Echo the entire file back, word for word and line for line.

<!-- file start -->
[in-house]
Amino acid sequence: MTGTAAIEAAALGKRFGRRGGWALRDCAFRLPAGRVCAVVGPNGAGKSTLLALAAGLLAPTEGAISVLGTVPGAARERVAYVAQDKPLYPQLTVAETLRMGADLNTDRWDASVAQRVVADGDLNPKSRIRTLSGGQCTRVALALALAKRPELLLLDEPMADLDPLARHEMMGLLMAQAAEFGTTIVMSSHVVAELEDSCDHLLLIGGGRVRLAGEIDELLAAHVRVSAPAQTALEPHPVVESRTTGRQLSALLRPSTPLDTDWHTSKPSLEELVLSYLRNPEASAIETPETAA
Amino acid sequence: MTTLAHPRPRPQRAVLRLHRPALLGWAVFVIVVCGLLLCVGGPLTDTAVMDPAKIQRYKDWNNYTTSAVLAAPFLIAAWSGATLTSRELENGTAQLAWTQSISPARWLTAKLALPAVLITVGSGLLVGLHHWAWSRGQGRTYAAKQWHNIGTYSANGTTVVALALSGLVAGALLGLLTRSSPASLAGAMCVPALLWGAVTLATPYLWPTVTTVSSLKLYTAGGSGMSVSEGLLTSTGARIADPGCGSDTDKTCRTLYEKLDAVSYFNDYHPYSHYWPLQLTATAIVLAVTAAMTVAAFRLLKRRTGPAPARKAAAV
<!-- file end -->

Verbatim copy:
[in-house]
Amino acid sequence: MTGTAAIEAAALGKRFGRRGGWALRDCAFRLPAGRVCAVVGPNGAGKSTLLALAAGLLAPTEGAISVLGTVPGAARERVAYVAQDKPLYPQLTVAETLRMGADLNTDRWDASVAQRVVADGDLNPKSRIRTLSGGQCTRVALALALAKRPELLLLDEPMADLDPLARHEMMGLLMAQAAEFGTTIVMSSHVVAELEDSCDHLLLIGGGRVRLAGEIDELLAAHVRVSAPAQTALEPHPVVESRTTGRQLSALLRPSTPLDTDWHTSKPSLEELVLSYLRNPEASAIETPETAA
Amino acid sequence: MTTLAHPRPRPQRAVLRLHRPALLGWAVFVIVVCGLLLCVGGPLTDTAVMDPAKIQRYKDWNNYTTSAVLAAPFLIAAWSGATLTSRELENGTAQLAWTQSISPARWLTAKLALPAVLITVGSGLLVGLHHWAWSRGQGRTYAAKQWHNIGTYSANGTTVVALALSGLVAGALLGLLTRSSPASLAGAMCVPALLWGAVTLATPYLWPTVTTVSSLKLYTAGGSGMSVSEGLLTSTGARIADPGCGSDTDKTCRTLYEKLDAVSYFNDYHPYSHYWPLQLTATAIVLAVTAAMTVAAFRLLKRRTGPAPARKAAAV